Yep, it’s possible to legally use copyright music on YouTube, but it depends on the specific circumstances and how you plan to use the music. Here are some ways that you can legally use copyrighted music on YouTube:
First off, you can always get permission from the copyright owner to use their music. Think of it like borrowing your neighbor’s lawn mower – just make sure to return it in the same condition you got it. This means you’ll need to reach out to the artist or record label and ask for their blessing. It might take some time and effort, but it’s worth it if you really want to use a specific song.
Another option is to use royalty-free music. Think of this like buying a ticket to a concert – you’re paying for the right to use the music in your videos. There are tons of websites out there that offer royalty-free music but again, make sure you read the terms and conditions *very carefully* to avoid any surprises.
YouTube’s Content ID is also a decent option. I’ll tell you how. The system allows copyright owners to claim videos that use their copyrighted music and either block the video or monetize it. However, if you use copyrighted music that has been identified in Content ID, you may still be able to use it legally if you’ve gotten a license or have other legal rights to use the music.
Lastly, you can use music that falls under fair use. This is like quoting a book in your research paper – you’re using a small portion of the copyrighted work for a specific purpose. But be careful, fair use can be a tricky thing to navigate and it’s always best to consult a legal expert or do your research to avoid any issues.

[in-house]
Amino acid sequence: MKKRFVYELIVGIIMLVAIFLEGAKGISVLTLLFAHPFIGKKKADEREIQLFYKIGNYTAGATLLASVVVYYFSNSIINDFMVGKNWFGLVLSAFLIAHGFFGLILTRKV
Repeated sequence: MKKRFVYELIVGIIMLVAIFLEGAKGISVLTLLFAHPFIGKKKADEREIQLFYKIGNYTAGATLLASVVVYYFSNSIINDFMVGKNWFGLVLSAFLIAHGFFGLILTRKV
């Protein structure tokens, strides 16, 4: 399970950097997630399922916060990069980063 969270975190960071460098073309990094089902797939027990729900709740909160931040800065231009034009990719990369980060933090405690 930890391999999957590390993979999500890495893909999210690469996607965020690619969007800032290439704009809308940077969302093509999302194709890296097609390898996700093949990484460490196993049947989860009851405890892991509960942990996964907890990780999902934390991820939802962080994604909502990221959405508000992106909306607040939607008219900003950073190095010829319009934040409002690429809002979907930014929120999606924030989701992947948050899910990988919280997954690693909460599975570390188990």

Types of Copyrighted Music on YouTube
There are all sorts of copyrighted music floating around on YouTube. Some of it is licensed and perfectly legal to use, while others are just downright shady and could get you in serious trouble. Let’s take a look at some of the different types of copyrighted music you’ll probably encounter on YouTube (or already have).
Licensed Music – The Go-To for Legal Use
Licensed music is the cream of the crop when it comes to using copyrighted music on YouTube. It’s music that has been licensed by the copyright owner or music licensing agency, and it’s the safest way to use popular songs or music libraries in your videos. Remember, you gotta obtain a license to use it, so make sure to do your research and find the right licensing agency.
Unlicensed Music – Don’t Be Tempted
We know it’s tempting to use your favorite copyrighted song on your video, but using unlicensed music without permission can land you in hot water. It’s protected by copyright, so if you use it without permission, you’re committing copyright infringement, which can lead to serious legal consequences. Don’t say I didn’t warn you.
Fair Use Music – The Gray Area